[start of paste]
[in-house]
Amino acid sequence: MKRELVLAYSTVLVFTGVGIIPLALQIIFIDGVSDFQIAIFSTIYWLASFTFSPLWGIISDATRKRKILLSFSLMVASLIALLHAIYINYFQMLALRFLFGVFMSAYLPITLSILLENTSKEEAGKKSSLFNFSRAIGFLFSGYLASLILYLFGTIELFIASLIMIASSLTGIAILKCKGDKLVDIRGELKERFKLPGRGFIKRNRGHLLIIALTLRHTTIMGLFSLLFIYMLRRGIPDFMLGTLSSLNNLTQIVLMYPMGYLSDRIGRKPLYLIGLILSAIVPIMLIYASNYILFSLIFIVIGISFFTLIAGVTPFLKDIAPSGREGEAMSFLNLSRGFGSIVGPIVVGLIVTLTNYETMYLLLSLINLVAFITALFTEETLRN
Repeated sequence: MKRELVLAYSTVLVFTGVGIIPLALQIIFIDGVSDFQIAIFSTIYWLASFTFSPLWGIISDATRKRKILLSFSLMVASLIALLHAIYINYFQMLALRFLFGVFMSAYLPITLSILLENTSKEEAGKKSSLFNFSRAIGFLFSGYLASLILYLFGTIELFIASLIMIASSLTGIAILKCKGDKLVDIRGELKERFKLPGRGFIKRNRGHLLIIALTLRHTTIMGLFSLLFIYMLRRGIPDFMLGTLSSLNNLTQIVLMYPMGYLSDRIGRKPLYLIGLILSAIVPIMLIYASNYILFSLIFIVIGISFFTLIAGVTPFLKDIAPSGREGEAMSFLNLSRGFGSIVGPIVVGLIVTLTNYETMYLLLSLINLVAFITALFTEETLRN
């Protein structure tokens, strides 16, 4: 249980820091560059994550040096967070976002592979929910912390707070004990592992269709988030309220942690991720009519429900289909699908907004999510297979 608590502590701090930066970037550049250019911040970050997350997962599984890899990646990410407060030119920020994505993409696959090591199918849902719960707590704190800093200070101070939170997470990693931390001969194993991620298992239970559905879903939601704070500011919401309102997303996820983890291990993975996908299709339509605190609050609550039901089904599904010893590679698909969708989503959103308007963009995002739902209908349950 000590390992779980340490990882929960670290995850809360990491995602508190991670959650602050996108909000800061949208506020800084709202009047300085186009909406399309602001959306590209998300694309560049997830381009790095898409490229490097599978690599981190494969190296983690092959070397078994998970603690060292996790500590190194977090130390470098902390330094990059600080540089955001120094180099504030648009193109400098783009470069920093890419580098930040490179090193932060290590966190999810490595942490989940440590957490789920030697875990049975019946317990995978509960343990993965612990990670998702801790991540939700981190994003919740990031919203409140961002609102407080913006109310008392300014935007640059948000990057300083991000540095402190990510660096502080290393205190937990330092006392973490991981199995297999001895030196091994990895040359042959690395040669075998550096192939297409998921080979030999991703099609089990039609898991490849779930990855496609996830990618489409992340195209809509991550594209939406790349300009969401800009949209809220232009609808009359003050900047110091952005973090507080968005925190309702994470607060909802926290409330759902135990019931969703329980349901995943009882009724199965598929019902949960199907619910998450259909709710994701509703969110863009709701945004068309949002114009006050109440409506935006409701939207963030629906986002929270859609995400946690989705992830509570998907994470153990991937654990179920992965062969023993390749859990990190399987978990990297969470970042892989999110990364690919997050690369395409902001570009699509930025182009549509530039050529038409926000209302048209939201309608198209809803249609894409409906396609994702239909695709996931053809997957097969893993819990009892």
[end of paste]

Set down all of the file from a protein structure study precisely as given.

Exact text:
[in-house]
Amino acid sequence: MKRELVLAYSTVLVFTGVGIIPLALQIIFIDGVSDFQIAIFSTIYWLASFTFSPLWGIISDATRKRKILLSFSLMVASLIALLHAIYINYFQMLALRFLFGVFMSAYLPITLSILLENTSKEEAGKKSSLFNFSRAIGFLFSGYLASLILYLFGTIELFIASLIMIASSLTGIAILKCKGDKLVDIRGELKERFKLPGRGFIKRNRGHLLIIALTLRHTTIMGLFSLLFIYMLRRGIPDFMLGTLSSLNNLTQIVLMYPMGYLSDRIGRKPLYLIGLILSAIVPIMLIYASNYILFSLIFIVIGISFFTLIAGVTPFLKDIAPSGREGEAMSFLNLSRGFGSIVGPIVVGLIVTLTNYETMYLLLSLINLVAFITALFTEETLRN
Repeated sequence: MKRELVLAYSTVLVFTGVGIIPLALQIIFIDGVSDFQIAIFSTIYWLASFTFSPLWGIISDATRKRKILLSFSLMVASLIALLHAIYINYFQMLALRFLFGVFMSAYLPITLSILLENTSKEEAGKKSSLFNFSRAIGFLFSGYLASLILYLFGTIELFIASLIMIASSLTGIAILKCKGDKLVDIRGELKERFKLPGRGFIKRNRGHLLIIALTLRHTTIMGLFSLLFIYMLRRGIPDFMLGTLSSLNNLTQIVLMYPMGYLSDRIGRKPLYLIGLILSAIVPIMLIYASNYILFSLIFIVIGISFFTLIAGVTPFLKDIAPSGREGEAMSFLNLSRGFGSIVGPIVVGLIVTLTNYETMYLLLSLINLVAFITALFTEETLRN
């Protein structure tokens, strides 16, 4: 249980820091560059994550040096967070976002592979929910912390707070004990592992269709988030309220942690991720009519429900289909699908907004999510297979 608590502590701090930066970037550049250019911040970050997350997962599984890899990646990410407060030119920020994505993409696959090591199918849902719960707590704190800093200070101070939170997470990693931390001969194993991620298992239970559905879903939601704070500011919401309102997303996820983890291990993975996908299709339509605190609050609550039901089904599904010893590679698909969708989503959103308007963009995002739902209908349950 000590390992779980340490990882929960670290995850809360990491995602508190991670959650602050996108909000800061949208506020800084709202009047300085186009909406399309602001959306590209998300694309560049997830381009790095898409490229490097599978690599981190494969190296983690092959070397078994998970603690060292996790500590190194977090130390470098902390330094990059600080540089955001120094180099504030648009193109400098783009470069920093890419580098930040490179090193932060290590966190999810490595942490989940440590957490789920030697875990049975019946317990995978509960343990993965612990990670998702801790991540939700981190994003919740990031919203409140961002609102407080913006109310008392300014935007640059948000990057300083991000540095402190990510660096502080290393205190937990330092006392973490991981199995297999001895030196091994990895040359042959690395040669075998550096192939297409998921080979030999991703099609089990039609898991490849779930990855496609996830990618489409992340195209809509991550594209939406790349300009969401800009949209809220232009609808009359003050900047110091952005973090507080968005925190309702994470607060909802926290409330759902135990019931969703329980349901995943009882009724199965598929019902949960199907619910998450259909709710994701509703969110863009709701945004068309949002114009006050109440409506935006409701939207963030629906986002929270859609995400946690989705992830509570998907994470153990991937654990179920992965062969023993390749859990990190399987978990990297969470970042892989999110990364690919997050690369395409902001570009699509930025182009549509530039050529038409926000209302048209939201309608198209809803249609894409409906396609994702239909695709996931053809997957097969893993819990009892």